Archive for September, 2010

A New Twist on Google Analytics’ Story

Thursday, September 30th, 2010

Google’s search engine analytics are well known and relied upon to track data on website activity, and a new twist on the use of their analytical culture is reported in the October issue of Harvard Business Review. Many companies traditionally have relied on performance reviews, exit interviews, and surveys to learn what motivates employees and Google has taken the process a step further.

Described in the article as a “highly analytical” company, Google has created a “people analytics” function composed of a director and a staff of 30 who study and quantify such information as how many recruiting interviews are optimal and what traits and backgrounds indicate the highest chance of success at Google.

The people analytics group’s findings have changed the way the company recruits and manages people; all their work is centered on the three main reasons they have discovered that employees stay: the mission, the quality of co-workers, and the opportunity to develop leadership and entrepreneurial skills.

What’s the Story on Multitasking?

Tuesday, September 28th, 2010

One of the reasons storytelling has caught on as a valuable skill for business leaders is that the deluge of information in our world continues to grow exponentially–and stories stand out in the clutter. Because humans are “wired” for story, our ears and brains perk up when we hear the beginning of a tale.

But what about multitasking? Does the ability to multitask help people handle more information–or just clutter their minds with more data they can’t access later? Researchers haven’t conclusively answered that question, but it appears that attempting to do more than one task at a time reduces a person’s effectiveness and also increases stress. And stress impairs short-term memory.

So when you’re reviewing e-mails while listening to your co-worker’s report, a lot of the information doesn’t stick. According to a study at the University of Utah, less than 3% of the population can juggle multiple streams of information successfully. For most of us, it seems, focusing on one thing at a time is a better choice.

Multi-media Storytelling: New Form of "Book"

Tuesday, September 21st, 2010

Is “disruptive technology” making you yearn for the way things were? Or bringing excitment to business as usual and generating creative thoughts for you and your work team?

Technology can certainly be disruptive, such as when people either forget to turn off their cell phones when they go into a meeting or intentionally leave them on in case they get a call they’d rather pay attention to. But while the speedy rate of change in today’s world can throw us off balance, it also presents opportunities we never could have imagined just a few years ago.

One change I’m excited about is the emergence of the multimedia e-book. With links to the Web as well as audio and video files and formats designed for e-readers and cell phones, it opens up an entirely new way to “read” a “book”. As L. Gordon Crovitz wrote in The Wall Street Journal recently, “It’s the ideas that count, not how they’re transmitted. Independent bookstores gave way to chains, which are fast giving way to Web-based retailers…. These are new pages in the history of the book, whose final chapters are yet to be written.”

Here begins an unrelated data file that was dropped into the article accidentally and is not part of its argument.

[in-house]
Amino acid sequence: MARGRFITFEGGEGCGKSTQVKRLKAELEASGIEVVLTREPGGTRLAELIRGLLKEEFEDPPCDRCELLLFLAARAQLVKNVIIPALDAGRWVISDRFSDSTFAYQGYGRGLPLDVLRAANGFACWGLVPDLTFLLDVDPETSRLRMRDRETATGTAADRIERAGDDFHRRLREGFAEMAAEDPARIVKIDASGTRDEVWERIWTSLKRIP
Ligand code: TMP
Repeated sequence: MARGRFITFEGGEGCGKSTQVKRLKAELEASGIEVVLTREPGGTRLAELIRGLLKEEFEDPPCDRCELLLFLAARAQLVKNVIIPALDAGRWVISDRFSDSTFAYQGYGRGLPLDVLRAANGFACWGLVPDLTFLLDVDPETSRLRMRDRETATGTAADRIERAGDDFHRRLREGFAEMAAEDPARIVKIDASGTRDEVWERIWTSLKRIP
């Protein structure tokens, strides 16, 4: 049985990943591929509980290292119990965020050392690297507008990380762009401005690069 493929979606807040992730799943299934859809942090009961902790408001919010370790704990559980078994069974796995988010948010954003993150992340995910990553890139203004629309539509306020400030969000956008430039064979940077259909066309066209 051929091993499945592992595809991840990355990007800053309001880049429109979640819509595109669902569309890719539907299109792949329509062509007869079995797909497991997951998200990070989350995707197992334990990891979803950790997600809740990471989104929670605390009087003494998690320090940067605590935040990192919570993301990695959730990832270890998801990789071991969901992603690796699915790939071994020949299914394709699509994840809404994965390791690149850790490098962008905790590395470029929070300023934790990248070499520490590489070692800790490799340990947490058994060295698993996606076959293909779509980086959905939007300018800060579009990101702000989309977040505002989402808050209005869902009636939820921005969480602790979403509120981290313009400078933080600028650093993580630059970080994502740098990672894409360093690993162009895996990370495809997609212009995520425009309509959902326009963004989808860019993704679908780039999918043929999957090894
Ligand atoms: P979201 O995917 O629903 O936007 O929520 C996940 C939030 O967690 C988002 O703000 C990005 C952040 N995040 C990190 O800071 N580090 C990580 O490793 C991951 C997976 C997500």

What do you think? Will print books co-exist with multimedia formats–or become obsolete?

Stephen Fry Redefines the Book

Thursday, September 16th, 2010

If you wonder where the publishing industry is headed–and especially if you have an iPhone or iPad–you’ll want to check out Twitter guru Stephen Fry’s new “book.” It’s a totally new format for organizing book content, and it’s so different that some will argue it isn’t really a book.

But with so many e-readers already on the market, the perspective on what a 21st-Century book is, or should be or will be, is rapidly changing. Check out the video demo featured in yesterday’s Fast Company online and tell us what you think: http://tinyurl.com/34dqmy9

Great Leaders Communicate Commitment

Tuesday, September 14th, 2010

Many business sages predict that there will be a huge wave of job hopping when the economy improves. This prediction is based on the assumption that even the go-getters are hanging onto whatever position they have until it feels safe to take a leap and look for better opportunities.

With the pressures of declining revenues and uncertainty in the marketplace, I wonder how many organizational leaders are taking steps to learn what their best, brightest and most productive employees want and need–and doing their best to keep them happy so they will remain committed to the company. And I wonder how many leaders are clearly communicating their commitment to employees.

I love the story about Thomas J. Watson, the late president and chairman of the board of IBM, who was asked if he was going to fire an employee who had made a mistake that cost the company $600,000. Watson replied, “No, I just spent $600,000 training him. Why would I want somebody to hire his experience?”

Online Media: Dizzying Speed of Growth

Tuesday, September 7th, 2010

It’s obvious that Internet-based communications has expanded at a rapid pace, but the rate of growth for social media is still likely to astound you. According to Eric Qualman, the author of Socialnomics: How Social Media Transforms the Way We Live and Do Business, here’s how long it took for traditional and Web-based media to gain millions of followers:

* Radio audiences grew to 50 million over a period of 38 years

* TV viewership grew to the same number in 13 years

* The Internet acquired 50 million users in just 4 years

* Facebook added four times as many users–200 million–in just one year!

Social media clearly has an important role in your communications plan. The key is to get your story out in ways that your target audience prefer to receive it.